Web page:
If, as we all wish we could believe, people are inherently “good,” why do all societies (at least all with which I am familiar) establish law enforcement authorities of one kind or another? Clearly, either deviance is a naturally-occurring phenomenon or societies’ efforts to inculcate in their members the morals and rules of the the society are insufficient and unsuccessful. But if society must resort to training its members to be “good,” then “goodness” must not necessarily be natural. In my view, societies’ rules typically are universally accepted by a limited universe of its members. The others, who do not naturally subscribe or acquiesce to the rules must be taught or bullied to comply. And punishment of some form must follow either repeated incidents or massive failures to follow the rules. So, it seems, we have two universes; one (the majority) that falls in line, the other that deviates from the path. We (the majority) claim laws and the consequences (punishment) for infringement are meant to protect all of society. But is that true? Do we not infringe on the minority by stripping them of their rights to deviance? If we could actually demonstrate potential harm to the majority for each act of infringement, prohibitions and punishment might be defensible as legitimate. But if we cannot demonstrate actual harm, we are punishing deviance only because it is deviant. I could go on about this and I probably will; just not right now. I’ve thought about this dilemma for more than fifty years. With coffee as fuel for the deep thought necessary to find a workable solution, I believe I could find a way to universal compromise in a matter of days. But who wants to go days without sleep? That’s the stumbling block.
Before I leave the subject, I want to argue that both deviance and normalcy in human behavior depend on perspective. But I won’t at least not for the moment. I’m trying, with some difficulty, to resurrect my thoughts from dusty old sociology classes. While I’m able to wipe the dust away from some of them, I’m having a bit of a challenge comparing my long-buried thoughts to what I would read in newer sociology books and what I would hear from more recently hatched sociology professors. Some of what I might read and hear are simply old ideas clothed in new garments. But I might experience an occasional epiphany. Epiphanies are delightful, except when they shatter long-held convictions. Thinking of new clothes hiding the same, old tired bodies reminds me of the title of a Leonard Cohen album, “New Skin for the Old Ceremony.” And that leads me to a final thought this morning on normalcy and deviance: everything is normal when circumstances require it, just as everything is deviant when normalcy insists.
My dream last night was very, very long and convoluted. It began as I was driving—far too fast—on a crowded freeway when, as I was about to round a long, sweeping curve, I lost control of the steering. I could not make the curve, instead leaving the freeway onto a side road. The car was still operable, though the steering was very difficult. I wanted to re-enter the freeway, but I was at a point at which it was impossible. Instead, I followed a road that paralleled the freeway as it curved.
The street I was on ended as a cobblestone path in front of an old-fashioned motel, where I asked a man how to get to the freeway, heading north. He said his wife has to take a road that parallels the freeway to work, but she must walk several blocks and then catch a bus. He then turned his attention to some young children who were going in and out of two doors to motel rooms.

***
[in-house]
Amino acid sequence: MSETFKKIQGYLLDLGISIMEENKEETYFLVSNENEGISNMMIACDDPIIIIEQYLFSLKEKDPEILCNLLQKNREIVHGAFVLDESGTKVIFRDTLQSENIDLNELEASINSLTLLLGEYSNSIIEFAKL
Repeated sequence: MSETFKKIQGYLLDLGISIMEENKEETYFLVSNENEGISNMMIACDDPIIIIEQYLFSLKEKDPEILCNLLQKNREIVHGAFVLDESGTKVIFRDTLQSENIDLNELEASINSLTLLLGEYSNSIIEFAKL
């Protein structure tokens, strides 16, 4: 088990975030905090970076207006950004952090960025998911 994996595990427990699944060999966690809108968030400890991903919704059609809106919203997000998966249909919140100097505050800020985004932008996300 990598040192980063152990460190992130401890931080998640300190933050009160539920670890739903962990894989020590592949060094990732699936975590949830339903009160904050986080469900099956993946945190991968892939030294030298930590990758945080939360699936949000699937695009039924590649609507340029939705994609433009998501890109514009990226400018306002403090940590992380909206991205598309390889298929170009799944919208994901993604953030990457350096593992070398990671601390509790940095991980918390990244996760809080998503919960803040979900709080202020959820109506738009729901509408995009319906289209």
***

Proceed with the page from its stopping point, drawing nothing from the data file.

It was then I realized the problem with the steering. A small wheel, between two smaller ones, on the end of a metal fork (like a bicycle tire) was missing. I had been driving on just one of the smaller wheels, because the other one was broken. This made sense in the dream, though it is laughable now. Somehow, I managed to find another road I had been looking for and followed it, with very bad steering, for a while. I realized the street was awash in people walking, riding bicycles and scooters, and otherwise taking up every square inch of pavement. I had to just ride along at the same slow speed. The road entered a tunnel in which the walls and ceiling were elaborately decorated with tiles. The tunnel was well-lighted and on both sides of the street were shops of all kinds. The people around me were an incredibly diverse lot; I heard them speaking Spanish and German and all sorts of Arabic languages.
I awoke from the dream while listening to the unintelligible voices all around me and staring in wonder at the beautiful ceiling of the tunnel. The instant I awoke, I wanted to tell my wife about my dream, because she would know the freeway curve where I had to exit. Instead, I am doing a poor job of relating the imaginary experience here on the blog.
While I was typing, the sky brightened. Unlike the little corner desk where I used to write, this desk hides me from the light. There are no windows from which I can see the sky and the forest floor beneath me. But if I turn my head, I can see the light through the shades. The light reminds me that it’s time to get out of my chair and make breakfast. Today, I will make congee. I will flavor it with ground pork (yet to be thawed) and grated ginger that I now store in the freezer to keep from going bad. It, too, must be thawed; first, I will cut off a finger or two of the stuff and peel that piece. I’ll cook the rice in either vegetable or chicken broth until the rice grains break down so I can crush them into a thick porridge. When it’s done, I’ll ladle some into a bowl and dress it with sliced green onion, soy sauce, and sambal oleek. And, then, I will moan with pleasure as I taste the first spoonful.
It’s 7:00 on the button. Time to do my thing.